The Mundane Side Of Photography


Depending on your likes and dislikes, I suppose there are a lot of mundane aspects of photography. As a landscape photographer, I spend a lot of time waiting. Waiting for the sun to rise. Waiting for the sun to set. The clouds to be just so. A wave to crash just right. And so on. Some may consider hustling for clients mundane. Or maintaining websites, blogging, and keeping up with social media. Basically anything that takes time away from practicing the craft.

The mundane task that's on my mind this week is data management. Not digital asset management and workflow. I actually don't mind rating and tagging photos, and have streamlined my workflow. For you Lightroom users, check out my Lightroom Asset Management course. If you're (still) an Aperture user, check out my ebook Effective Aperture Workflow. I'm talking about storage - buying more hard disks, maintaining backups, and managing the ever expanding volume of my digital negatives. Storage is cheap. Data management is not.

This is on my mind because I've outgrown my internal hard drive. I put it off as long as I could, but earlier this week I had to buy more storage. I am expecting a 3TB drive to arrive today. That'll probably get me through 2014. I can expect another upgrade this time next year. So it goes.

I'll be migrating my old drive to the new one, and then use the old drive for something else (maybe video ... another quagmire). The migration will put my backup and recovery setup to the test. Here's my backup strategy:

  1. Main computer: The internal hard disk(s) in my system have my master copies. Ideally, I'll never have to go anywhere else. Someday, I'm sure I'll outgrow what I can fit in my MacPro and need to get an external RAID or JBOD system.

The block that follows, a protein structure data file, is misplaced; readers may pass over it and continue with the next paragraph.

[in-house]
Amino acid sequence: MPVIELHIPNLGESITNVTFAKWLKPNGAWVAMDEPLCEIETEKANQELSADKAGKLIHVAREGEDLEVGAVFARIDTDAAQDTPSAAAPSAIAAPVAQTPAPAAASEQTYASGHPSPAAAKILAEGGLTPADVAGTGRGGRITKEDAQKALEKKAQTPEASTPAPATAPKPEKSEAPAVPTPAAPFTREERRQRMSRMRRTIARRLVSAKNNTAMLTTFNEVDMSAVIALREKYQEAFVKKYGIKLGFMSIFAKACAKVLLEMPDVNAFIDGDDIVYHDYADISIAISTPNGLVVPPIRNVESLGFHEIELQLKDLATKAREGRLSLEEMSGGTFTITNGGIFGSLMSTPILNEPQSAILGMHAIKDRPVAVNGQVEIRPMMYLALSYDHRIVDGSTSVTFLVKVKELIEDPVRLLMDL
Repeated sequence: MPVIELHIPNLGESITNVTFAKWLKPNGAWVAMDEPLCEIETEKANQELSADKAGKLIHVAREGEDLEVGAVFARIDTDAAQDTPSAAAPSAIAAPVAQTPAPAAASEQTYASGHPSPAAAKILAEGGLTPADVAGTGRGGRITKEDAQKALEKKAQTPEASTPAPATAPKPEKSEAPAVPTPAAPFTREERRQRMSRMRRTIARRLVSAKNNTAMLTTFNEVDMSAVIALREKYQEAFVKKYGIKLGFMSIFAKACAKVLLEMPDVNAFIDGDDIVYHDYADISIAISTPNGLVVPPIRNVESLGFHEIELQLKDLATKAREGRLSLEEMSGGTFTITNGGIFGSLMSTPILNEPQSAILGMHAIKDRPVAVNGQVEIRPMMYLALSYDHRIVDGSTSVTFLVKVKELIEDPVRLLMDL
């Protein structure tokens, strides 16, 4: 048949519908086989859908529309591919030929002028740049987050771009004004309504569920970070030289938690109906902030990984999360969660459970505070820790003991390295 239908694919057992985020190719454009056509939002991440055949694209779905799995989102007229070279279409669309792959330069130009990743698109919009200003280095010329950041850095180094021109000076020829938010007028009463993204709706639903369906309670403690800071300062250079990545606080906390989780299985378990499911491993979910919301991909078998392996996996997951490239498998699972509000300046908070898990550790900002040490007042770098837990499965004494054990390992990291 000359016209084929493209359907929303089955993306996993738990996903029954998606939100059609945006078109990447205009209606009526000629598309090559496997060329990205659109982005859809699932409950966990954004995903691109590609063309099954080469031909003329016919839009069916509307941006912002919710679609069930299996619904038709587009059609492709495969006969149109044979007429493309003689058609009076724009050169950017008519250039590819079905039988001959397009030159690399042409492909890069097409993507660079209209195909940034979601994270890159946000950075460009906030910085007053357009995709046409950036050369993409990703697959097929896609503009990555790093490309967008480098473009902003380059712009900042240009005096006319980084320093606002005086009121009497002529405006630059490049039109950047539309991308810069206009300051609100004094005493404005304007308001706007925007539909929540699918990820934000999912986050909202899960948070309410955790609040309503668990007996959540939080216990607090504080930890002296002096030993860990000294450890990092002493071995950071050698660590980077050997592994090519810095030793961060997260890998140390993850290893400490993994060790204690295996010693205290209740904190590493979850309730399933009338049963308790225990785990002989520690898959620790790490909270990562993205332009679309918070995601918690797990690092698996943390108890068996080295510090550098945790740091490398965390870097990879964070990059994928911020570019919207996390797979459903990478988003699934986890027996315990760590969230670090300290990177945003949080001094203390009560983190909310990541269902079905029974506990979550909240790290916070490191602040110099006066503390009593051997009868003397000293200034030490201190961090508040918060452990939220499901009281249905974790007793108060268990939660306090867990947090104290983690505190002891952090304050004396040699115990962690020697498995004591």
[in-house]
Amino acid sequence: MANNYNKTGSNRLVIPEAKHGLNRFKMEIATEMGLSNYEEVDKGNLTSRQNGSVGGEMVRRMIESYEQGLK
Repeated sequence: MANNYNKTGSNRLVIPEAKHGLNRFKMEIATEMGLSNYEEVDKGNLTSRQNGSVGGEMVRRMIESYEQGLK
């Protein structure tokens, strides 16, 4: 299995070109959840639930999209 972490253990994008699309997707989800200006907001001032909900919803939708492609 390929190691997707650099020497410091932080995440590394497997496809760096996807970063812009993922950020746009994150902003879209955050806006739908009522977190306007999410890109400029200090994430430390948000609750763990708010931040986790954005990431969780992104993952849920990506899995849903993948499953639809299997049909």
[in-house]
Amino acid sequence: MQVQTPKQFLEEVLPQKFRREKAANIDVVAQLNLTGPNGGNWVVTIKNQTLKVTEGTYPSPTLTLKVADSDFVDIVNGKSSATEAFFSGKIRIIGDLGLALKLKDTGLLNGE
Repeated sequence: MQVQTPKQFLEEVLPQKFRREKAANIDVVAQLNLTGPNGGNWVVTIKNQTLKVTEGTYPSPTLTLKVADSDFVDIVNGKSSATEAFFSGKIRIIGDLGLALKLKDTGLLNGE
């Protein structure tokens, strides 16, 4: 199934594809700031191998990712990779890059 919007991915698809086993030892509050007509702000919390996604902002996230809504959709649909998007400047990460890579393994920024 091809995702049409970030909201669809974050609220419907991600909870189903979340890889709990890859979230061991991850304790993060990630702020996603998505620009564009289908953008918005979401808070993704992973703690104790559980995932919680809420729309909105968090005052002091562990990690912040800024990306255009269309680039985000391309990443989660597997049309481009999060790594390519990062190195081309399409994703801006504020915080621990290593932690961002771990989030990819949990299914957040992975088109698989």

2. On Site Backup: I'm a Mac user, so I use Time Machine. It's built in to OS X and just works. The trick is having a sufficiently large external hard drive to hold a reasonable number of backups.
  3. Off Site Backup: There are a variety of options here. For me, cloud-based storage is too expensive. Rather, I have yet another external hard disk that I keep in a safe deposit box in a bank across town. It takes discipline to keep it updated, but I do so every month.

This certainly isn't perfect, but for me it's an acceptable balance of cost versus risk. Short of a fire or natural disaster, it's a workable solution. At worst, I'd lose a months' worth of work (not something I like to think about). As a hedge, I also keep photo projects that haven't migrated all the way to the offsite disk on my laptop. That acts as a third copy ... although all three are in the same location (not desired). 

There's an adage in the data management world: "If it's not in three places, it doesn't exist."  Hard drives die. They are just like any other appliance. One day your toaster is working fine and the next day it isn't. Even solid state devices have moving parts - they're called electrons. 

Are your photos in three places? If the answer is no and you value your photo library, take the time and devise a backup strategy. It may be mundane, bhe ability to have multiple copies of your work is a luxury pre-digital photographers didn't have. Take advantage of it.